“Some do not know me well, some are prisoners of fear.” Interview with opposition member Hildebrando Chaviano, candidate for delegate to the People’s Power.
Cubanet.org, Orlando Freire Santana, Havana, 15 April 2015 – Independent journalist Hildebrando Chaviano is one of the opposition candidates nominated by districts in the capital with a view towards the midterm elections to be held this coming April 19. In order to learn of the most recent events surrounding his nomination, we visited him in his apartment on the 28th floor of the Focsa building in the El Vedado neighborhood.
Q: Have you noticed any change recently in your neighbors’ treatment of you?
A: “I can tell you yes, indeed. But a change for the better. Neighbors approach me and greet me cordially. Even those who have never had a close relationship with me, now I notice they are friendlier.
“However, the neighbors from the building are one thing, and another is the workers of the State establishments located here in Focsa. Many of them, due to the extent of their working hours — especially those in the food business – will vote at this polling station on the 19th. And certainly, I am aware that they have distanced themselves from me. I am convinced that they have been told categorically that they may not vote for me.
“Even recently there occurred a telling event. Some reporters from the German television station Deutsche Welle visited me. When they were leaving we came to the building’s reception area where they wanted to take some pictures of me. The receptionist, very startled, left the place, because according to her own words, ‘Not for anything in the world could I appear in those photographs.’”
Q: What has been the popular reaction to the exposure of your biographical data, full of insults for being a “counter-revolutionary?”
A: “My perception, basically through conversations with my neighbors, is that this time the biographies have been more widely read than in prior elections. They have even told me that they have seen passersby, who have nothing to do with this polling station, stopped in front of the photos and biographies.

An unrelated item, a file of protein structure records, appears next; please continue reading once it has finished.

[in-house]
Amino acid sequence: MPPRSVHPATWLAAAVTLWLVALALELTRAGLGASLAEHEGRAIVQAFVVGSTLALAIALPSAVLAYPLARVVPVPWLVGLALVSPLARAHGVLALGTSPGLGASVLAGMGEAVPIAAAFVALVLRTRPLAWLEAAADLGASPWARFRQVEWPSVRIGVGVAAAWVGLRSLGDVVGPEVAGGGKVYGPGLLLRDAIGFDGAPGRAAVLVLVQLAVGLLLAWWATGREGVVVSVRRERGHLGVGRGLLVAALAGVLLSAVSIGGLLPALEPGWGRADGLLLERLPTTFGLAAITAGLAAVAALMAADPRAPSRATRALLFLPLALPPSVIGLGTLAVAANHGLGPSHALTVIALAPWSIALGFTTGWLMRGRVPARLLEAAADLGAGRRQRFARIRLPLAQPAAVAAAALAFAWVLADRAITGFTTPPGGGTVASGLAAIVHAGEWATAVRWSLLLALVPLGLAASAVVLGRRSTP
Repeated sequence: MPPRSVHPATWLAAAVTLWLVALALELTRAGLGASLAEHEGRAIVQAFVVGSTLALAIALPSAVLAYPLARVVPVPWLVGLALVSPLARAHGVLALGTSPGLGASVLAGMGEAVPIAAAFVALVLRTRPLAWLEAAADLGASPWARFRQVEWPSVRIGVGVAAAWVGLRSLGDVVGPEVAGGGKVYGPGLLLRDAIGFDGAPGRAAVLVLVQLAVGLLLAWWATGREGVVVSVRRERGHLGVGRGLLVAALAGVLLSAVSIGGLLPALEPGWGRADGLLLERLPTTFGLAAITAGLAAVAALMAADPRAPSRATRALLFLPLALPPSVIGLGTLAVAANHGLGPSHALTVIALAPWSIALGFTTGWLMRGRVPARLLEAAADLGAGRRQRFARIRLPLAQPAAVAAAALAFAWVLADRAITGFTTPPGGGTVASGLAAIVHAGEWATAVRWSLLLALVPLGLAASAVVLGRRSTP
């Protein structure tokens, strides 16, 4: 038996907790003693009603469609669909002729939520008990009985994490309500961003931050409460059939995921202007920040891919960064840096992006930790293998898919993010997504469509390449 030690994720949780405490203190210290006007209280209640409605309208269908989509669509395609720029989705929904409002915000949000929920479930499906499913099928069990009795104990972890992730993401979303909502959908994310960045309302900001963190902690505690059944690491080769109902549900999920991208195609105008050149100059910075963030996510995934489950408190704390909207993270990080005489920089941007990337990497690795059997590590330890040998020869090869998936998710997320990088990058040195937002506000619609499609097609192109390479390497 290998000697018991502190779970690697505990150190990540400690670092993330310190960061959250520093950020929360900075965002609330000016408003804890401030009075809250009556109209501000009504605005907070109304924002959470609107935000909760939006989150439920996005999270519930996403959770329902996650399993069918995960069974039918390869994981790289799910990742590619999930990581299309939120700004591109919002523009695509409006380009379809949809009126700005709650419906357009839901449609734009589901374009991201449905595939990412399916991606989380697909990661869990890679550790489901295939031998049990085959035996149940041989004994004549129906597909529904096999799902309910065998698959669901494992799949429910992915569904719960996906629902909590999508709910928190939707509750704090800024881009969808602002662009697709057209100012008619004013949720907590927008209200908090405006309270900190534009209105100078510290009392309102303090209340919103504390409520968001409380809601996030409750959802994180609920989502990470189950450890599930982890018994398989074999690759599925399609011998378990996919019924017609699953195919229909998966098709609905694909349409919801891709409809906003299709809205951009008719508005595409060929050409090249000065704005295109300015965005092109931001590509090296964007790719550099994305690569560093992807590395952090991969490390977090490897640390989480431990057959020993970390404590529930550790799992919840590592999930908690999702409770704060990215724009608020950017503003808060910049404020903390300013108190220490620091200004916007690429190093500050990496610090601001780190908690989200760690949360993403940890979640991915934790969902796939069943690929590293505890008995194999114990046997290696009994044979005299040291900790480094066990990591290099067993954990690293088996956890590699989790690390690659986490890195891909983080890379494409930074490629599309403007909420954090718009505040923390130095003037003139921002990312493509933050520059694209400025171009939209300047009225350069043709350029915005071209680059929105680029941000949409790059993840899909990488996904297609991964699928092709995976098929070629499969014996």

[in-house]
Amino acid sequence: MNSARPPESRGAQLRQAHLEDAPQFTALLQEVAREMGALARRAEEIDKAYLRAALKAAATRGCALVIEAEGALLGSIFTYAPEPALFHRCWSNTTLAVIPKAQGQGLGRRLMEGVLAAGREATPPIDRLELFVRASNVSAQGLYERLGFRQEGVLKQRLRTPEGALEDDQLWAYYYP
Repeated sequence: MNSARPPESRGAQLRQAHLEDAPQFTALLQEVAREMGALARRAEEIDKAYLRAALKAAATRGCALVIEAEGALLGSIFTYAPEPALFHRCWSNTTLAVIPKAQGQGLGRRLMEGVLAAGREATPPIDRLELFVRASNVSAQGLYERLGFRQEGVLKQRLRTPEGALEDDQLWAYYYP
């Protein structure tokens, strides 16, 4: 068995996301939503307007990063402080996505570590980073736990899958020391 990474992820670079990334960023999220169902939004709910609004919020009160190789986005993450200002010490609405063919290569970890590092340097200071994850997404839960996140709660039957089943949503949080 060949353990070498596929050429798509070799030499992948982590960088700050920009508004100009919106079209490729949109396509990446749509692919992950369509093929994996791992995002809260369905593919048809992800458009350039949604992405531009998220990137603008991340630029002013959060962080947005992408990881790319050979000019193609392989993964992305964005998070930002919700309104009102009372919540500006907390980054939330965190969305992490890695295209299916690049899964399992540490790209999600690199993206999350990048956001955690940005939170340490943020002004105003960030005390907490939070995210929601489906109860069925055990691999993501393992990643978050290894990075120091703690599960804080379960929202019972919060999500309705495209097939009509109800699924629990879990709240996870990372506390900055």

“Most of the neighbors are convinced that the insults placed in my biography are revenge by the authorities for a nomination that they did not expect.”
Q: Do you believe that voters are ready to support an opposition candidate?
“It is undeniable that there are many voters who are not going to vote for me. I am not referring to neighbors from my building but to people in the rest of the district. Some because they do not know me well, and others are prisoners of fear. Among the latter ideas are entertained like ‘what if there is a hidden camera that films the voting,’ ‘what if each ballot has a password that identifies the voter’… Nevertheless, it is no less certain that people want something different, and many see me as a brave person who has decided to confront the machinery of power.”
Q: Do you believe that an opposition delegate can adequately carry out his work in the midst of the bureaucratic structures of the People’s Power?
A: “I think so, as long as you have a program of action. Because, look, here almost all the delegates that enter office do it without a defined program, and therefore they become simple ‘errand boys’ between their voters and the municipal governments. Under those conditions, obviously, they end up swallowed by the governmental bureaucracy, and they also lose the trust of the voters.
“I appreciate that my trips abroad have given me insights about initiatives that could be implemented at the community level.”
Q: What message do you send to Cuban voters a few days before the election?
A: “The voters must lose the fear of voting for an opposition candidate. They should be convinced that it is possible to vote for a candidate who does not represent the interests of the government. Because even in the hypothetical – and almost impossible – case of finding out the identity of the voters, it would not be possible to repress so many people simultaneously.”
Translated by MLK